Organs and tissues that produce hormones are governed by the endocrine system. Your hormones are best described as naturally occurring chemicals produced in certain locations around the body, which are eventually let loose in the bloodstream. They then work to influence certain other organs and systems.

Although some hormones seem to specifically aim particular organs, some organs in fact produce their own controlling mechanisms instead of relying on these hormones.

With age, all of the naturally occurring systems begin to change, and a common problem is that they seem to become desensitized to a certain degree. Not only this, the actual production of hormones can also dramatically differ.

As a result, the levels of blood in certain hormones can either increase or decrease, whilst others remain the same. The hormones’ metabolization can similarly slow down.

As stated earlier, some organs that create hormones can be controlled by other hormones. As you age, you will begin to notice many changes including a slowing down of the metabolism, a gradual onset of body fat and diminished muscle mass.

Changes Brought about by Age

Nearly all your hormones are created by the hypothalamus which is located inside the brain. From there, it controls the structure of your endocrine. Although the quantities of these hormones can stay the same, the response given by organs is what changes.

By the time you reach middle age, your pituitary gland reaches its peak before splitting in two parts. These are normally referred to as posterior and anterior.

The posterior stores hormones that are created by the hypothalamus, and is located in the rear.

The anterior is responsible for producing hormones that dictate overall growth, breast development, dropping of testes, ovaries, cortex, adrenaline, and the thyroid gland.

The thyroid gland can be found in the neck. This gland is responsible for managing the metabolic system. As you age, your thyroid’s texture changes, it becomes lumpier. As we all know, the metabolism slows down with age. With some people, the thyroid hormones and their production and breaking down remains pretty much the same, but with others, hormone levels can rise to such an extent that it can increase the risk of death resulting from cardiovascular complications.

The thyroid gland is surrounded by four tiny glands known as the parathyroid glands. The parathyroid hormones influence phosphate levels, as well as calcium. Parathyroid hormones are known to drastically increase with age and this is a common cause of the onset of osteoporosis.

The pancreas produces insulin which assists sugar to get into cells were it can be utilized as an energy source.

Glucose levels tend to rise 8- 14 mg/dL every 10 years after the age of 50 because the cells become desensitized to the presence of insulin.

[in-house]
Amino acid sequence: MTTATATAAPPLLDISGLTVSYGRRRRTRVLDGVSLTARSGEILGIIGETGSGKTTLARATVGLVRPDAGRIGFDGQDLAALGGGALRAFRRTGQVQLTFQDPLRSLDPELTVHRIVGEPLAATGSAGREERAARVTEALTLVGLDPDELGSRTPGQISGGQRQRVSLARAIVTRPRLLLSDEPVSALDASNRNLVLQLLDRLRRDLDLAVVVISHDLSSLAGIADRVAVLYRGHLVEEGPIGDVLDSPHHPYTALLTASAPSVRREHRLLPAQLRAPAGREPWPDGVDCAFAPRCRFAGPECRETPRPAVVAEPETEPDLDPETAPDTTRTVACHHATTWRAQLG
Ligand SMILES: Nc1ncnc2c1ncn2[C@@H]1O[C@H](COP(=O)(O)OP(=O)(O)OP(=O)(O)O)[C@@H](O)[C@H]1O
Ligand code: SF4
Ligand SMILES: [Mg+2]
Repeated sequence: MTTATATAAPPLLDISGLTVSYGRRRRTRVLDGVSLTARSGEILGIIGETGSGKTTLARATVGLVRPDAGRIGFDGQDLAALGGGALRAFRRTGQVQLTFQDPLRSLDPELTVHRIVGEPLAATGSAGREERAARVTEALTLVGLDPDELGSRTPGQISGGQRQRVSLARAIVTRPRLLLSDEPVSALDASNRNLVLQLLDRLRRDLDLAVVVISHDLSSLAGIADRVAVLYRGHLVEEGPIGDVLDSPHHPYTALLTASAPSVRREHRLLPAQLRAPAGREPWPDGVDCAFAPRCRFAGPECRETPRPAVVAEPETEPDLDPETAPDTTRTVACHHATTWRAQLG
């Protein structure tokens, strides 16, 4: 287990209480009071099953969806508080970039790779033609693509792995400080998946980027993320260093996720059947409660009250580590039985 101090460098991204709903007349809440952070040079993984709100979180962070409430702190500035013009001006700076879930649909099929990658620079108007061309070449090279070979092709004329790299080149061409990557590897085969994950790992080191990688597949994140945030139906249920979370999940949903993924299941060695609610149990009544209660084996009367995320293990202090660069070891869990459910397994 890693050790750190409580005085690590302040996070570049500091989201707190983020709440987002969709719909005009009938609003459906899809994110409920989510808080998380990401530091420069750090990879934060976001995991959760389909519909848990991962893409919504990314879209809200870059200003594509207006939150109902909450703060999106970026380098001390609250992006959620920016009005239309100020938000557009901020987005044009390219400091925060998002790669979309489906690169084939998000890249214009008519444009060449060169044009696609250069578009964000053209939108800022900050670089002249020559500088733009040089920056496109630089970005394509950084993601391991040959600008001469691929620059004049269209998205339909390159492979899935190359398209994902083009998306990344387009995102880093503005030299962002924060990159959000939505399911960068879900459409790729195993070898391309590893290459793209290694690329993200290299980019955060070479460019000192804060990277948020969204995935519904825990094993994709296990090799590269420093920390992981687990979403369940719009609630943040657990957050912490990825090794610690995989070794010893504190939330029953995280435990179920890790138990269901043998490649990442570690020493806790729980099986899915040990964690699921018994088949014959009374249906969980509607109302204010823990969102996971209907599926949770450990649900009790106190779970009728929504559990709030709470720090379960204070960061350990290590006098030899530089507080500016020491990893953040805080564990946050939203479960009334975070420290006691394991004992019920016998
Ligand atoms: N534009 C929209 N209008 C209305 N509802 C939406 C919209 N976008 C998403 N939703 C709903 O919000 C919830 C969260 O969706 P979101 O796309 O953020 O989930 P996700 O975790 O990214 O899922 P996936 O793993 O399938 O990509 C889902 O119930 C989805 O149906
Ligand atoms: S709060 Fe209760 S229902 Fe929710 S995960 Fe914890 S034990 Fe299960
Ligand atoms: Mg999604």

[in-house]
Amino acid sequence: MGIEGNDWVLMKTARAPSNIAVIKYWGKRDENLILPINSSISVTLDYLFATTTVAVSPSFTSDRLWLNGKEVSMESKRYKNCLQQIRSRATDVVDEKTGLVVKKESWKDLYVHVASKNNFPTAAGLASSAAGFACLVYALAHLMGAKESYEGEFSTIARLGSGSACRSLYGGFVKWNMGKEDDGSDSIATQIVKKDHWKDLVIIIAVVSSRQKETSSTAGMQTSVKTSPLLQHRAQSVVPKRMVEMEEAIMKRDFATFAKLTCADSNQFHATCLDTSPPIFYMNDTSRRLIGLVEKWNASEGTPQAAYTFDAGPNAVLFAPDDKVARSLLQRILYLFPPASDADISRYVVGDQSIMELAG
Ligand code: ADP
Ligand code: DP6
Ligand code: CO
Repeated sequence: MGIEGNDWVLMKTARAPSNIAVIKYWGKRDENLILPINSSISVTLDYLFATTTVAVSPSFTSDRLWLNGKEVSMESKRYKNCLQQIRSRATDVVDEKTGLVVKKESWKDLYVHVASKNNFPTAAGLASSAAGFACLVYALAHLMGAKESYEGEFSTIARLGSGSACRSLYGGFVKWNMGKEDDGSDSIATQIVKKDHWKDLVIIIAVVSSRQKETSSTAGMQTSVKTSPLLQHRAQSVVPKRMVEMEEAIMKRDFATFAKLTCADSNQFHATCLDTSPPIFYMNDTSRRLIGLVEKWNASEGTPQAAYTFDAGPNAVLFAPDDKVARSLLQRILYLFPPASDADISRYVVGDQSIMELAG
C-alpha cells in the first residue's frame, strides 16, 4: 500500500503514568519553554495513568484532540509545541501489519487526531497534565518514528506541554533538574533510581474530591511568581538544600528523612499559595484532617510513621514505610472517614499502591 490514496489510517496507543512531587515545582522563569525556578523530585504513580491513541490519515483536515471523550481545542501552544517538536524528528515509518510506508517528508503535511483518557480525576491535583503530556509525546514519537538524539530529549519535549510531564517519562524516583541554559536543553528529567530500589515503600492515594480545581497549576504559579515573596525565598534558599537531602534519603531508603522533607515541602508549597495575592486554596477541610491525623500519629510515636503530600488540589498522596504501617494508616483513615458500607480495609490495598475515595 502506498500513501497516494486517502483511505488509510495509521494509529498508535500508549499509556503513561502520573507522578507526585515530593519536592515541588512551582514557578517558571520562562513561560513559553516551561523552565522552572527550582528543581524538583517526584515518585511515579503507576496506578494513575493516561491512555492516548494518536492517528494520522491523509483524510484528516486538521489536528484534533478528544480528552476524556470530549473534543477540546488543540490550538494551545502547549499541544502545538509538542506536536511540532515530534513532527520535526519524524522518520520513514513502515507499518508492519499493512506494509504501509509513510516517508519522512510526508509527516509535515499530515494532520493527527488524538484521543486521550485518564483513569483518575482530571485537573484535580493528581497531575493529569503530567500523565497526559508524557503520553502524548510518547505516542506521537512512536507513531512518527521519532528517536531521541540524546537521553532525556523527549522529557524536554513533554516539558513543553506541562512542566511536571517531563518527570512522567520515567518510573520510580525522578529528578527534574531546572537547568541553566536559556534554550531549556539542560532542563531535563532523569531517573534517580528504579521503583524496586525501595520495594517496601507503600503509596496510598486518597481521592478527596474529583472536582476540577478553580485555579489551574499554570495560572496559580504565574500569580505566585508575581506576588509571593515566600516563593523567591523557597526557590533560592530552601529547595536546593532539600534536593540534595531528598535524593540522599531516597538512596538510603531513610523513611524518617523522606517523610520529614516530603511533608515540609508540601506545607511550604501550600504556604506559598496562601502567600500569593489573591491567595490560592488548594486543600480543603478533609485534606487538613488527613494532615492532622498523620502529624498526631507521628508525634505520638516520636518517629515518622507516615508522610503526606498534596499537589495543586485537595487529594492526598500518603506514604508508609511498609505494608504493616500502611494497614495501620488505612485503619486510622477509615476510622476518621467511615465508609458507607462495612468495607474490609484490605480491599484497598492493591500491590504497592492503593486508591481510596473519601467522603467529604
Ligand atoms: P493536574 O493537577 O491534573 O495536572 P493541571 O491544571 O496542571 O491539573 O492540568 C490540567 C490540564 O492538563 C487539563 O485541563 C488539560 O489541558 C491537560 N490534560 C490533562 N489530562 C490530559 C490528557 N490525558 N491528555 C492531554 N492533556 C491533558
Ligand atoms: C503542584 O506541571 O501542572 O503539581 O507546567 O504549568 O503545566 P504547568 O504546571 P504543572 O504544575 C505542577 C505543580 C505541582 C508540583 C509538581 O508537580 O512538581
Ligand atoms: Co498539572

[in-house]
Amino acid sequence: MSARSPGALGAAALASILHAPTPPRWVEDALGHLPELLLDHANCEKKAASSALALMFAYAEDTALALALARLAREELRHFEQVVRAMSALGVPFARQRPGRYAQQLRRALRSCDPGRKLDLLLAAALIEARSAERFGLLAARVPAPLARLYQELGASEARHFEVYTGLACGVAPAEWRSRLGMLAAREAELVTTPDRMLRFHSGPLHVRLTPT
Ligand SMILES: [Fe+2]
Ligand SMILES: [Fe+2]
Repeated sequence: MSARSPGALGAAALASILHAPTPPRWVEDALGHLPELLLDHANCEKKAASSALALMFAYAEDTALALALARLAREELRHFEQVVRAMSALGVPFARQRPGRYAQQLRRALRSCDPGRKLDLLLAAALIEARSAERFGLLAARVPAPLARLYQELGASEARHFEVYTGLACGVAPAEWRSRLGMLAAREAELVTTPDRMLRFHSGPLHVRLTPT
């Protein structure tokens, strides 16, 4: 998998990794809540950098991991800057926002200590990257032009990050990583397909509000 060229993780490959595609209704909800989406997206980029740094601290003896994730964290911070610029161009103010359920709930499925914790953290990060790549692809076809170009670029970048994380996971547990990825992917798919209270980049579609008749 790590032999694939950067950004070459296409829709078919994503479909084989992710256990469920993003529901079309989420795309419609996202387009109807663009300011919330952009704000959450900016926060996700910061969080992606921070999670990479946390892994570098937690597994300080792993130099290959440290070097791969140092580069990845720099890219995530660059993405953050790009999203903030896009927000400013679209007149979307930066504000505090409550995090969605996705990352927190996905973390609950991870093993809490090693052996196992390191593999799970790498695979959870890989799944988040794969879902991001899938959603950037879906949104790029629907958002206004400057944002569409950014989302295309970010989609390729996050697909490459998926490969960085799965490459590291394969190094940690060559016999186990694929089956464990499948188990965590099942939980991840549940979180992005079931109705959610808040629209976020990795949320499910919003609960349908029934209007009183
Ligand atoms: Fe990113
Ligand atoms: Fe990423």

Moving on, the adrenaline glands can be found somewhere over the kidneys. The surface layer of the adrenaline glands is known as the adrenaline cortex and is responsible for producing a number of key hormones such as cortisol and aldosterone.

Cortisol is known as a stress hormone and it influences the breakdown of proteins, glucose, fat, and plays an essential anti-inflammatory role.

Aldosterone helps to regulate the fine balance between electrolytes and fluid. This also diminishes with age and is a major contributor to symptoms of lightheadedness and sudden drops in blood pressure. Similarly, cortisol also diminishes with age, although the blood levels remain pretty much the same.

The testes and the ovaries perform two specific functions. Firstly, they are responsible for creating reproductive cells in the form of sperm and ova. Secondly, they produce the required sex hormones responsible for developing facial hair in men, and breasts in women.

How These Changes Affect People

With age, some hormones deplete, whilst others remain pretty much the same. Surprisingly, some hormones actually increase with age. The main hormones that are known to increase with age include renin, growth hormone, calcitonin, and aldosterone.

Unfortunately for women, prolactin and estrogen levels are major casualties of aging.

The male hormones that pretty much seem unaffected by the ageing process include insulin, epinephrine, cortisol, and thyroid hormones.

Unfortunately for men, testosterone becomes a major casualty as a man ages. On the flipside, the hormones that remain pretty stable include luteinizing hormone, follicle stimulator hormone, parathyroid hormone, and norepinephrine. Low testosterone is fast gaining recognition as a potentially hazardeous condition that can sometimes lead to more serious ailments. The medical profession’s response to this rising problem is the growing push towards HRT (hormone replacement therapy) treatments.

Unfortunately for the HRT companies, they have been repeatedly litigated against by a growing number of disgruntled HRT patients due to their side effects. In a desparate bid to fill in the growing void, natural testosterone supplements have suddenly become the “rage”, and are potrayed as the safer alternatives to HRT.